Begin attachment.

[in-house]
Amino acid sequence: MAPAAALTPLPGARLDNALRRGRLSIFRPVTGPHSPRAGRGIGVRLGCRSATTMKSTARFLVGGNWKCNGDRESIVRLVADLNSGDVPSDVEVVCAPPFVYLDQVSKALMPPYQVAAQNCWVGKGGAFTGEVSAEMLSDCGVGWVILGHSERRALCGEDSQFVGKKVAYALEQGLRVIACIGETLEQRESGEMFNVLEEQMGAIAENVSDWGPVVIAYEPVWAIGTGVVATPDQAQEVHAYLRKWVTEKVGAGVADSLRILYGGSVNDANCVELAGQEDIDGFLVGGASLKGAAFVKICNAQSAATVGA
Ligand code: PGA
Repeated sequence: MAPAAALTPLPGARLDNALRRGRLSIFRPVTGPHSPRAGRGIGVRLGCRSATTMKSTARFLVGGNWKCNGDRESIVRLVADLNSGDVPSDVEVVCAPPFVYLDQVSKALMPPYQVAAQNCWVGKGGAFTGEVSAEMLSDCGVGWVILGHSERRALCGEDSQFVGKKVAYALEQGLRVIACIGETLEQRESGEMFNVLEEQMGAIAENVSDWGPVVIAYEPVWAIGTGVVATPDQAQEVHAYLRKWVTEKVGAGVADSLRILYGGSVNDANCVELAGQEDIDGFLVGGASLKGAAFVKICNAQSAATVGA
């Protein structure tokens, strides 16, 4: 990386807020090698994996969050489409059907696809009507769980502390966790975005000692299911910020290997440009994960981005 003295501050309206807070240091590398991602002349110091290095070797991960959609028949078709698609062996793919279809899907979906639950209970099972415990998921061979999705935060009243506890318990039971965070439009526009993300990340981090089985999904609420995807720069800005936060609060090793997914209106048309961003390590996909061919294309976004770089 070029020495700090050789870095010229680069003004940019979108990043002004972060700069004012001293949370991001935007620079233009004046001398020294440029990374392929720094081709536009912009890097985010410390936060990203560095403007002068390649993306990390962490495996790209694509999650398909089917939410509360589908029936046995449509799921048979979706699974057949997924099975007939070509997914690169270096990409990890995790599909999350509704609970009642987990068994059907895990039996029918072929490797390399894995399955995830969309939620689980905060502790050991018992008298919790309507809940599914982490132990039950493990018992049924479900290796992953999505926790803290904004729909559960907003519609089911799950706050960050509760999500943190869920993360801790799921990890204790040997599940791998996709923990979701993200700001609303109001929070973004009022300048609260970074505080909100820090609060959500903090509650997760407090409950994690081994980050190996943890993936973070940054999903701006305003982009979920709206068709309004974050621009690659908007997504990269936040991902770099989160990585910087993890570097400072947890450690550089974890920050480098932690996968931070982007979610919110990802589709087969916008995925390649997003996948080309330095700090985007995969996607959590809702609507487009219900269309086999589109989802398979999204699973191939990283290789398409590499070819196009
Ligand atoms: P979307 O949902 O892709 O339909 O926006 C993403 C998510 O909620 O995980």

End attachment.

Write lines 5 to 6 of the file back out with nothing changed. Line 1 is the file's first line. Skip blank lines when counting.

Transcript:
């Protein structure tokens, strides 16, 4: 990386807020090698994996969050489409059907696809009507769980502390966790975005000692299911910020290997440009994960981005 003295501050309206807070240091590398991602002349110091290095070797991960959609028949078709698609062996793919279809899907979906639950209970099972415990998921061979999705935060009243506890318990039971965070439009526009993300990340981090089985999904609420995807720069800005936060609060090793997914209106048309961003390590996909061919294309976004770089 070029020495700090050789870095010229680069003004940019979108990043002004972060700069004012001293949370991001935007620079233009004046001398020294440029990374392929720094081709536009912009890097985010410390936060990203560095403007002068390649993306990390962490495996790209694509999650398909089917939410509360589908029936046995449509799921048979979706699974057949997924099975007939070509997914690169270096990409990890995790599909999350509704609970009642987990068994059907895990039996029918072929490797390399894995399955995830969309939620689980905060502790050991018992008298919790309507809940599914982490132990039950493990018992049924479900290796992953999505926790803290904004729909559960907003519609089911799950706050960050509760999500943190869920993360801790799921990890204790040997599940791998996709923990979701993200700001609303109001929070973004009022300048609260970074505080909100820090609060959500903090509650997760407090409950994690081994980050190996943890993936973070940054999903701006305003982009979920709206068709309004974050621009690659908007997504990269936040991902770099989160990585910087993890570097400072947890450690550089974890920050480098932690996968931070982007979610919110990802589709087969916008995925390649997003996948080309330095700090985007995969996607959590809702609507487009219900269309086999589109989802398979999204699973191939990283290789398409590499070819196009
Ligand atoms: P979307 O949902 O892709 O339909 O926006 C993403 C998510 O909620 O995980």